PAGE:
With the conquest and later colonial era, the Peruvian territory is influenced by Europe and later afroperuana music. One of the first European rhythms merged with the folklore of the African population was the carol The Negritos, including here the particular style of Spanish spoken by black communities.
Both the colony and during the beginning of the Republican era, people made no distinction between sacred and profane music. This differentiation was initiated very loosely around 1813, finding documents that made the difference between art music and vulgar musica. With the Republican era was born Creole music influenced by the French minuet, the waltz form Vienna, the Polish mazurka, Spanish jota, and mestizo expressions of the central coast.
The musical production in early twentieth century was very intense and composers were mostly people from neighborhoods that were characterized by a particular style for each neighborhood. At this time it is known as the Old Guard, and his compositions had no scores so they were not recorded and many of the authors were lost in anonymity. The industrial period of Creole music is accompanied by the mass of the phonograph, and the advent of the phonograph brought to Peru foreign rhythms like tango and foxtrot. These foreign rhythms eventually displaced the Creole music.
In Inca times, the word taki was used to refer simultaneously to both the song and the dance, as both activities were not separated from one another. In Arequipa and Southern Andes, rhythms like yaraví, a melancholic style of singing, was one of the most widespread types of singing. The Condors passes was a hymn to the sun and a traditional song composed by the Peruvian composer Daniel Alomía Robles, and it was popularized in the United States by the duo Simon & Garfunkel.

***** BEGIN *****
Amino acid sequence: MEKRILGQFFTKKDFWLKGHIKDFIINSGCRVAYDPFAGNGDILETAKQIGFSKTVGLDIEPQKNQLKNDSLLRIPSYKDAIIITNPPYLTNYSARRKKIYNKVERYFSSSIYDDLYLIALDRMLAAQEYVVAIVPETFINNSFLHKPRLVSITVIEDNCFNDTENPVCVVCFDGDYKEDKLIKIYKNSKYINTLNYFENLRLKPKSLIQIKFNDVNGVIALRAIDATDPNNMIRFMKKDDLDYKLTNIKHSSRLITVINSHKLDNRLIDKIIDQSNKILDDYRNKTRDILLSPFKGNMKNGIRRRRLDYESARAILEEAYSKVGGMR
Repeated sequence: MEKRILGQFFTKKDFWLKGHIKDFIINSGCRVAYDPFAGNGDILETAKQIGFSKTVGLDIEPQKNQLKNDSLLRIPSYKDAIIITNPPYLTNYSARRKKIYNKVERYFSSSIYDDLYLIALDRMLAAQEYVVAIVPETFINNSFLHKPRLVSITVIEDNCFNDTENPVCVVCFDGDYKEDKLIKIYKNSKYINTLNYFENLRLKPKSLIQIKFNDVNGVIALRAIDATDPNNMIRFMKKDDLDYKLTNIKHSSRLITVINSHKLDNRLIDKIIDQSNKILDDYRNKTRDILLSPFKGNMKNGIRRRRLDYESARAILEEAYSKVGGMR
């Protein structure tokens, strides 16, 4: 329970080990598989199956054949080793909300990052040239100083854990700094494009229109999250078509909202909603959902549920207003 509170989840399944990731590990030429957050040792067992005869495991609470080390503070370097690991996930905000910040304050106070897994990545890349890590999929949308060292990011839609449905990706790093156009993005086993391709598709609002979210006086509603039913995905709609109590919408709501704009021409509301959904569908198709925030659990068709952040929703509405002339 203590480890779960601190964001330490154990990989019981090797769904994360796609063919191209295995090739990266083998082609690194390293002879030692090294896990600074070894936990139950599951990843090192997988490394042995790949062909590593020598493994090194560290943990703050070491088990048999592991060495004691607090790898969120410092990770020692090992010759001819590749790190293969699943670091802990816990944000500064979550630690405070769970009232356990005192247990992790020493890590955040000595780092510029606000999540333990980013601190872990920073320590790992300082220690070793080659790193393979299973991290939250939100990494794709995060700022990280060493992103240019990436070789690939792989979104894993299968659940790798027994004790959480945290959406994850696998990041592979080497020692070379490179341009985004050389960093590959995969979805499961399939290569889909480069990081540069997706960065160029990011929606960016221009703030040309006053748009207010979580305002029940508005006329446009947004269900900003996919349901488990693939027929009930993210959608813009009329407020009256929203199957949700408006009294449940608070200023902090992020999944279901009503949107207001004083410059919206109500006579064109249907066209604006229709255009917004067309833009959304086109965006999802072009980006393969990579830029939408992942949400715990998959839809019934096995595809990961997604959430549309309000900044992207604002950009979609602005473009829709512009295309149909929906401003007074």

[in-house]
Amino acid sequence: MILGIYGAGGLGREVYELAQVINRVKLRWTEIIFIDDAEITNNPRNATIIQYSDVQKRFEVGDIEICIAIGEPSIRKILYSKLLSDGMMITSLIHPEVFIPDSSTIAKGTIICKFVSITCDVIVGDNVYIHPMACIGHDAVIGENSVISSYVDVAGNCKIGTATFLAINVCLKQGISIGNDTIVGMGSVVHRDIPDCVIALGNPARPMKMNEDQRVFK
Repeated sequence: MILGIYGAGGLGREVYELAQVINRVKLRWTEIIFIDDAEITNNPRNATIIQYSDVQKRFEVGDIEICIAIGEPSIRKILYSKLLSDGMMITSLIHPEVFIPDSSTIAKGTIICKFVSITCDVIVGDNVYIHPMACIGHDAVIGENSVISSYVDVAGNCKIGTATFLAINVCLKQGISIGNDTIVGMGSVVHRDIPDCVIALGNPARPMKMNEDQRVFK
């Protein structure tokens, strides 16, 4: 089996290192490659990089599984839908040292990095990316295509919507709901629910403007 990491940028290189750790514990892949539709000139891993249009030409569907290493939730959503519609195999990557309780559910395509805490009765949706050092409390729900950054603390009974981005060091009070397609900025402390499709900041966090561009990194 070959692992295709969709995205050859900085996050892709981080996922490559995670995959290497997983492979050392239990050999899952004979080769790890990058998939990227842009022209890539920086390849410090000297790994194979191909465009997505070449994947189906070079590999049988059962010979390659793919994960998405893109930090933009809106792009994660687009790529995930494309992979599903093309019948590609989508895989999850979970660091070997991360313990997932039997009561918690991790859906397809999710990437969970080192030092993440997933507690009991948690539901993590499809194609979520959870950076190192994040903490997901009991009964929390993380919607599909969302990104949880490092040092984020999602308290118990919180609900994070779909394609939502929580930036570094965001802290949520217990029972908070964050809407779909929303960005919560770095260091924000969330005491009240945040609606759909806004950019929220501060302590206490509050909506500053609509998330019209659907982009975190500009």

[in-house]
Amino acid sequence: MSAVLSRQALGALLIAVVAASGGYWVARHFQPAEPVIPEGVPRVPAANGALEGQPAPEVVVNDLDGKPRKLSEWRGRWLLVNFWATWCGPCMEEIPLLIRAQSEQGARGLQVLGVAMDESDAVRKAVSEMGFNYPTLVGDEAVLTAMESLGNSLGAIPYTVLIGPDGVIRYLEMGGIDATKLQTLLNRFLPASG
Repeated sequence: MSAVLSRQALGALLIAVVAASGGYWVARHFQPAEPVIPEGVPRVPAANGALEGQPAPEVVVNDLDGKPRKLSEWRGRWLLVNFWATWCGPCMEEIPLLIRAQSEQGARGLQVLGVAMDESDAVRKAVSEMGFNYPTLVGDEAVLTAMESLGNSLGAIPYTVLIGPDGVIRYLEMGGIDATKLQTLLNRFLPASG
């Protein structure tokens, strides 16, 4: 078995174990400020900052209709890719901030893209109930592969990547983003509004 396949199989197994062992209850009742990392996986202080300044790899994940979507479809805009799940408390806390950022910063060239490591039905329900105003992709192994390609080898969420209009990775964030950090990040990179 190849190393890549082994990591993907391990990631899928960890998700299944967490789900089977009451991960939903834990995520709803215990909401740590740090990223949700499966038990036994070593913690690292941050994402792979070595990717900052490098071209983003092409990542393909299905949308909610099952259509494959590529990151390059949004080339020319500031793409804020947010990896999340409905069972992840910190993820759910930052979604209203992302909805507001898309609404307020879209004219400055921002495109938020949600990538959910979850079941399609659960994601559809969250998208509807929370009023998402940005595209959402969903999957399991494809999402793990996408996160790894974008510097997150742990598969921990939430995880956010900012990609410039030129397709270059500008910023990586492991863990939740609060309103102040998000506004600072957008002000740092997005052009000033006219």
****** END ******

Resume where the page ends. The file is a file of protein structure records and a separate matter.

The coast is the most influenced by Spanish culture, because it combines traditional European rhythms like the waltz and polka with different rhythms, especially from Africa. Current Creole music emerges in late nineteenth century as part of the process of social transformation experienced by the city of Lima, visiting different states to the present. The most popular style in Lima is the Peruvian waltz. Besides the waltz, the Creole music genres include the polka and the marinera. The marinera is the national dance of Peru originated from the ancient zamacueca dance and named by the writer Abelardo Gamarra in honor of the sailors who fought against the army of Chile in the Pacific War. It has three main variants such as the Northern, the Lima and the Mountain rhythms. The group La Inedita from Lima will play some of this popular music
Finally, both hosts will be in the Peruvian capital, Lima, where young people are influenced by foreign rhythms. The rock in Peru was originated in the early ’50s as a major influence on American and British musicians for later follow different trends like alternative rock, pop, hard rock, metal, punk (the band The Saicos is considered by many national and international media as the first punk rock band in history) among other trends.
Novalima from Lima will be our last guest and they will be playing at the end of this episode from Peru.